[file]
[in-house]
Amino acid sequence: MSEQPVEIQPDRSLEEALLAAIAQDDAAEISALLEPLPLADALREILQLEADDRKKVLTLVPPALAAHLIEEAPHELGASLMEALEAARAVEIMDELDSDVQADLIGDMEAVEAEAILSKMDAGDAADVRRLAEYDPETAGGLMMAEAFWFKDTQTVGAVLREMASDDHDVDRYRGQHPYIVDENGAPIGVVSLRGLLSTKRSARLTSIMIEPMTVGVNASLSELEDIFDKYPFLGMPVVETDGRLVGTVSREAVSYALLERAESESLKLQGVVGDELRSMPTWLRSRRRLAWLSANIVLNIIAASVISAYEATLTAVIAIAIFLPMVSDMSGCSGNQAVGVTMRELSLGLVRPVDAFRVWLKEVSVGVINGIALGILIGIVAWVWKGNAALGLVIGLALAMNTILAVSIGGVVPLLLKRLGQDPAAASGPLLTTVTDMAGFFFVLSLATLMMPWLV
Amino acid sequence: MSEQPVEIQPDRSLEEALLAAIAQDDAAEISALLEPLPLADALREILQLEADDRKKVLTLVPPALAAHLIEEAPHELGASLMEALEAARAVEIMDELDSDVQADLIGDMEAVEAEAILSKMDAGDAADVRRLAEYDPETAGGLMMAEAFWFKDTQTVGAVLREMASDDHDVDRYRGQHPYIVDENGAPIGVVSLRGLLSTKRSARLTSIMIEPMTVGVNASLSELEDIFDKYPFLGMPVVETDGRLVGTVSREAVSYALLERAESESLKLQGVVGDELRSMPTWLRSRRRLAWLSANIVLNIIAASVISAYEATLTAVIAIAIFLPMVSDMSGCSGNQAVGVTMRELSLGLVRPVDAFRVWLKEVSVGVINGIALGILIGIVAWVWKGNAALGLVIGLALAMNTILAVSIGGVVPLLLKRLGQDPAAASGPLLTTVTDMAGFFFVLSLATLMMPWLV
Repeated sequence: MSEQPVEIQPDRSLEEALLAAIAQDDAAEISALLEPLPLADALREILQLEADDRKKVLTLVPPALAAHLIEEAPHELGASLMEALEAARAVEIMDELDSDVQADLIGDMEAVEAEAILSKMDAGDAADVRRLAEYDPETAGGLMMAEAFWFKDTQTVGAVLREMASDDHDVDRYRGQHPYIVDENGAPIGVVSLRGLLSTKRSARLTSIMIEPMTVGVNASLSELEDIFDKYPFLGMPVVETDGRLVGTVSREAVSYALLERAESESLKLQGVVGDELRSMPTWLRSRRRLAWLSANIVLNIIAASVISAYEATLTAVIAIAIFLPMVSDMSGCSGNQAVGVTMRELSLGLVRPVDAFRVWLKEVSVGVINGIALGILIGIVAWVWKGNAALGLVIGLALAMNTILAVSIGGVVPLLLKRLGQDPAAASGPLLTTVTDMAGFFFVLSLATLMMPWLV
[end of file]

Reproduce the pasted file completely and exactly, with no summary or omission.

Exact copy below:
[in-house]
Amino acid sequence: MSEQPVEIQPDRSLEEALLAAIAQDDAAEISALLEPLPLADALREILQLEADDRKKVLTLVPPALAAHLIEEAPHELGASLMEALEAARAVEIMDELDSDVQADLIGDMEAVEAEAILSKMDAGDAADVRRLAEYDPETAGGLMMAEAFWFKDTQTVGAVLREMASDDHDVDRYRGQHPYIVDENGAPIGVVSLRGLLSTKRSARLTSIMIEPMTVGVNASLSELEDIFDKYPFLGMPVVETDGRLVGTVSREAVSYALLERAESESLKLQGVVGDELRSMPTWLRSRRRLAWLSANIVLNIIAASVISAYEATLTAVIAIAIFLPMVSDMSGCSGNQAVGVTMRELSLGLVRPVDAFRVWLKEVSVGVINGIALGILIGIVAWVWKGNAALGLVIGLALAMNTILAVSIGGVVPLLLKRLGQDPAAASGPLLTTVTDMAGFFFVLSLATLMMPWLV
Amino acid sequence: MSEQPVEIQPDRSLEEALLAAIAQDDAAEISALLEPLPLADALREILQLEADDRKKVLTLVPPALAAHLIEEAPHELGASLMEALEAARAVEIMDELDSDVQADLIGDMEAVEAEAILSKMDAGDAADVRRLAEYDPETAGGLMMAEAFWFKDTQTVGAVLREMASDDHDVDRYRGQHPYIVDENGAPIGVVSLRGLLSTKRSARLTSIMIEPMTVGVNASLSELEDIFDKYPFLGMPVVETDGRLVGTVSREAVSYALLERAESESLKLQGVVGDELRSMPTWLRSRRRLAWLSANIVLNIIAASVISAYEATLTAVIAIAIFLPMVSDMSGCSGNQAVGVTMRELSLGLVRPVDAFRVWLKEVSVGVINGIALGILIGIVAWVWKGNAALGLVIGLALAMNTILAVSIGGVVPLLLKRLGQDPAAASGPLLTTVTDMAGFFFVLSLATLMMPWLV
Repeated sequence: MSEQPVEIQPDRSLEEALLAAIAQDDAAEISALLEPLPLADALREILQLEADDRKKVLTLVPPALAAHLIEEAPHELGASLMEALEAARAVEIMDELDSDVQADLIGDMEAVEAEAILSKMDAGDAADVRRLAEYDPETAGGLMMAEAFWFKDTQTVGAVLREMASDDHDVDRYRGQHPYIVDENGAPIGVVSLRGLLSTKRSARLTSIMIEPMTVGVNASLSELEDIFDKYPFLGMPVVETDGRLVGTVSREAVSYALLERAESESLKLQGVVGDELRSMPTWLRSRRRLAWLSANIVLNIIAASVISAYEATLTAVIAIAIFLPMVSDMSGCSGNQAVGVTMRELSLGLVRPVDAFRVWLKEVSVGVINGIALGILIGIVAWVWKGNAALGLVIGLALAMNTILAVSIGGVVPLLLKRLGQDPAAASGPLLTTVTDMAGFFFVLSLATLMMPWLV